Lucas Asher is an entrepreneur on the rise. With a major following on Instagram, he is the founder of Revo, a music sharing app, and part of a band called Faulkner. In a YouTube video Asher says that he is also an investor in Spotify and Palantir. He is also an admirer of Tesla CEO Elon Musk and according to his Instagram bio, he is also an investor in the SpaceX project.
Although Asher has invested in multiple companies, he is also the founder and co-CEO of Metals.com, the other being Simon Batashvili, according to court documents and business associates. The company is based in Beverly Hills, selling overpriced gold and silver to seniors, using sales pitches surrounding imminent economic crisis, as reported by Quartz.
However, the spokesperson of Metals.com, David Rubenstein, believes the company is more than a sales operation center. “We’re not really a gold and silver company, we’re a technology company,” said Rubenstein. He added the company uses complex machine learning algorithms to estimate the best price for the metals.
Before starting Metals.com with Simon Batashvili, Asher worked as a broker at International Bullion Exchange in Malibu California, selling gold. The company sued both men in 2014 for stealing their client list. However, the case was dismissed.
Asher also helped co-found HotSwap.com an e-commerce website for cars, using the name ‘Luke Thomas’. The company was reportedly backed by Steve Wozniak, the Apple co-founder. HotSwap.com was talked about a lot on media but later fell apart and failed to make it big. Web domain registrations for HotSwap.com and other sites obtained from DomainTools Iris Database, show Asher using the same email and mailing address but with different names like Lucas Asher, Luke Erb, and Luke Thomas.
Who Is The Real Lucas Asher?
In the lawsuit between International Bullion Exchange and Asher, there were other names listed that had been used by Asher in the past, including Luke Emmanuel, Luke Francis, Michael Walker, and Henry Davis.
A former business associate of Metals.com said the staff also uses pseudonyms. Customers Stephen Matteo and Richard Craighead spoke to different salesmen, Luke McCain and Deric Scott. But both were the same man, Deric Ned, according to the former business associate and an email that was reviewed by Quartz. Both Luke McCain and Deric Scott were supposedly using Deric Ned’s email address.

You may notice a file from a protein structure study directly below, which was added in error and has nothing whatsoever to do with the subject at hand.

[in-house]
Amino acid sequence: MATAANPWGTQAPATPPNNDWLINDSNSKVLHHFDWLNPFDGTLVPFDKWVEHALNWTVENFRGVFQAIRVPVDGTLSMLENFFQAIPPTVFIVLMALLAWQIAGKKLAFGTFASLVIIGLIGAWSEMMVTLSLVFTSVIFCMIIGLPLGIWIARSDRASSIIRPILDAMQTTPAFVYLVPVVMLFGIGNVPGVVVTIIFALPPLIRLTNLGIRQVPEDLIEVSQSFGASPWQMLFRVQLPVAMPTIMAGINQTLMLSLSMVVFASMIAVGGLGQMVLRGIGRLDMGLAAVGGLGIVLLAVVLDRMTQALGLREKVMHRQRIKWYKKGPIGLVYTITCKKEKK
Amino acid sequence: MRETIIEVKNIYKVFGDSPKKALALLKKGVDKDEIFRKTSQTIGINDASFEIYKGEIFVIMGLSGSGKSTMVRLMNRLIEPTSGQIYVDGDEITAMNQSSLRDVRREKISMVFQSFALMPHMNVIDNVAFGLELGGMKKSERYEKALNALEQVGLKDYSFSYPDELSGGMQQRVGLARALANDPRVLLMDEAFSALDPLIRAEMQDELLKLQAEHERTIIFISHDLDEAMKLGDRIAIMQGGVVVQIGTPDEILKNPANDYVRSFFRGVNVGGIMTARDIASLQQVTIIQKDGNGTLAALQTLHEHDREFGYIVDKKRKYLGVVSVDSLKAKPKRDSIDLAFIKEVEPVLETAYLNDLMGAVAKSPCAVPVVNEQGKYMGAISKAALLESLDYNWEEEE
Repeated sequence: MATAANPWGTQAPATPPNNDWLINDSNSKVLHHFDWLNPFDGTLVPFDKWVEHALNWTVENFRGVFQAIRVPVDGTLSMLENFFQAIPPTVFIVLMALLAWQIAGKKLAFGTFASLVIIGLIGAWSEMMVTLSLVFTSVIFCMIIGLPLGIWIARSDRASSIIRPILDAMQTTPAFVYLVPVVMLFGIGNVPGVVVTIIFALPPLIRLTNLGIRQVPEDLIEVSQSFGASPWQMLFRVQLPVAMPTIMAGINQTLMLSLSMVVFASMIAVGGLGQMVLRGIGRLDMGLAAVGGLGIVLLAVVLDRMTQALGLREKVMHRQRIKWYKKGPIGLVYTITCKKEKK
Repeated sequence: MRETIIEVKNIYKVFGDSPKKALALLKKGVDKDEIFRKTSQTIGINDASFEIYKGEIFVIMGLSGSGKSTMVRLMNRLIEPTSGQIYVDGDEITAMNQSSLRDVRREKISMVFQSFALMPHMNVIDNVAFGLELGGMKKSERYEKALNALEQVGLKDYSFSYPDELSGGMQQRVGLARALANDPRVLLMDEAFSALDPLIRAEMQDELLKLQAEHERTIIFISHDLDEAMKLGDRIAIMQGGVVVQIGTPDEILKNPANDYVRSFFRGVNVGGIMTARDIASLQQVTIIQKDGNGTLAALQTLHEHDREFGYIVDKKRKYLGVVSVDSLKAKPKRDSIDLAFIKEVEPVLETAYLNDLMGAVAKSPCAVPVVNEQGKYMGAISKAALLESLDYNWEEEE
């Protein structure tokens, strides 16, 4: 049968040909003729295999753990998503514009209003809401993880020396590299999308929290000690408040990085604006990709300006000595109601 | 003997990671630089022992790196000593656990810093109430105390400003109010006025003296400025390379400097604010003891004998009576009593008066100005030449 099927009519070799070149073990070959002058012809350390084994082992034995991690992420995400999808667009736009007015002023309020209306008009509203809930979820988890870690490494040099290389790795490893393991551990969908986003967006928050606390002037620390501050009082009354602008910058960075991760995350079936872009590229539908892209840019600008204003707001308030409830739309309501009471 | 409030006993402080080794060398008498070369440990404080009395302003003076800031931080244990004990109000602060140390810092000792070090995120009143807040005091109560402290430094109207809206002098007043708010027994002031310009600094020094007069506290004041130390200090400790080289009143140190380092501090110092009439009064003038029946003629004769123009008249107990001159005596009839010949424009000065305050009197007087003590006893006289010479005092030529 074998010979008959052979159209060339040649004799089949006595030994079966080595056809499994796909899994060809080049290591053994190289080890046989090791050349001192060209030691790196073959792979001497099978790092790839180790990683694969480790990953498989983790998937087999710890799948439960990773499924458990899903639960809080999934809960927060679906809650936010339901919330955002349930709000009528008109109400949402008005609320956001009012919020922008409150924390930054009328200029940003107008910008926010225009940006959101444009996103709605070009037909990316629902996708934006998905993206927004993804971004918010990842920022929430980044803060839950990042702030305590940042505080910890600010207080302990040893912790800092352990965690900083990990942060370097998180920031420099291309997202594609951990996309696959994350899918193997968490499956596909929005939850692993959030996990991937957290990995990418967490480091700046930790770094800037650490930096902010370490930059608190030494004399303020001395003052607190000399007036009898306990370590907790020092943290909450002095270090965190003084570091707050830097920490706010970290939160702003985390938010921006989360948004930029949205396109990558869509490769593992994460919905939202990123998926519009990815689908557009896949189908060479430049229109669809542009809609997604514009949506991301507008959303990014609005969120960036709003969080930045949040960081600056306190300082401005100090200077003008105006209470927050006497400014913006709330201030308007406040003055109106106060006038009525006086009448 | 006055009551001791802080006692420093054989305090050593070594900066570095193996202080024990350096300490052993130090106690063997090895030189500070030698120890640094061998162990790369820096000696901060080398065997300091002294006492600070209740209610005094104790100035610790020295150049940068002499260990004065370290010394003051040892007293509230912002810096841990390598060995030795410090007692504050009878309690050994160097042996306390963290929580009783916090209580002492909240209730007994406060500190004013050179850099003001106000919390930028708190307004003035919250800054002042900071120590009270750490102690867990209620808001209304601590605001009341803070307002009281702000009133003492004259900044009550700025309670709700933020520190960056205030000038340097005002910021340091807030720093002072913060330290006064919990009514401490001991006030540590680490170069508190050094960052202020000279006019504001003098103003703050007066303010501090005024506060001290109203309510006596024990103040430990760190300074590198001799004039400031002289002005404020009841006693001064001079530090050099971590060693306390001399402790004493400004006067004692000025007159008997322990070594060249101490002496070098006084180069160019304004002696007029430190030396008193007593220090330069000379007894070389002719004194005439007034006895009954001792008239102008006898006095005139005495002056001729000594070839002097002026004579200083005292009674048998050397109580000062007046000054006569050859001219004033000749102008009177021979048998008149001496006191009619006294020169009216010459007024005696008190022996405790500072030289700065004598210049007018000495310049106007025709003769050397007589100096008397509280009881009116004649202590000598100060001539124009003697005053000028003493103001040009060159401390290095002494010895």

David Rubenstein, Metals.com’s spokesperson, said, “Everyone uses their real name”. However, Quartz was not able to confirm that anyone by the name of David Rubenstein worked at the company. When three people who worked for Asher heard the recording, they all said the voice sounded like Asher.
Metals.com’s Environment And Traditions
“There is no shortage of money on this planet; There is a shortage of courage; Let’s crush every obstacle!” wrote Asher in a post with a quote from the real-estate guru, Grant Cardone. According to a telegram acquired by Quartz, Asher was the pep talk guy for the sales team.
One former salesperson talked about how there would be morning meetings about how to approach sales. “Think Wolf of Wall Street. These meetings are just like that except without the coke and hookers.”
The telegram also mentioned ‘cash grabs’ as a way to motivate the sales team. A salesperson who met the special targets set for him would get the chance to grab as many bills from a machine that blew bills. A former salesperson said the machine would blow real money sometimes even $100 bills.
Rubenstein confirmed that there was a machine of sorts but denied the money it contained to be real.
How To Approach Sales
A former salesperson said Asher would tell them to start their calls with a political narrative. This was important to get the customer to connect with them and trust them.
The salesperson also told how sales pitches were written beforehand and given to all the salesmen. One script was shown to Quartz, “I’m part of a conservative team… we help Fox News / Hannity / Limbaugh / Levin”. Fox News denied any association with Metals.com
Another script took a more religious approach: “I don’t know what your religious beliefs are, but I’m Christian. Did you know that there are 700 references to gold and silver in the bible?”.
The sales were structured around frightening their customers. A former salesperson said, “Fear sells”. It was also important that the customers were near retirement. He explained how the idea was to play on the fear of the economy crashing and going into recession again like it did in 2008.
David Rubenstein retains that the company sells to people of all ages. Full report available on Quartz.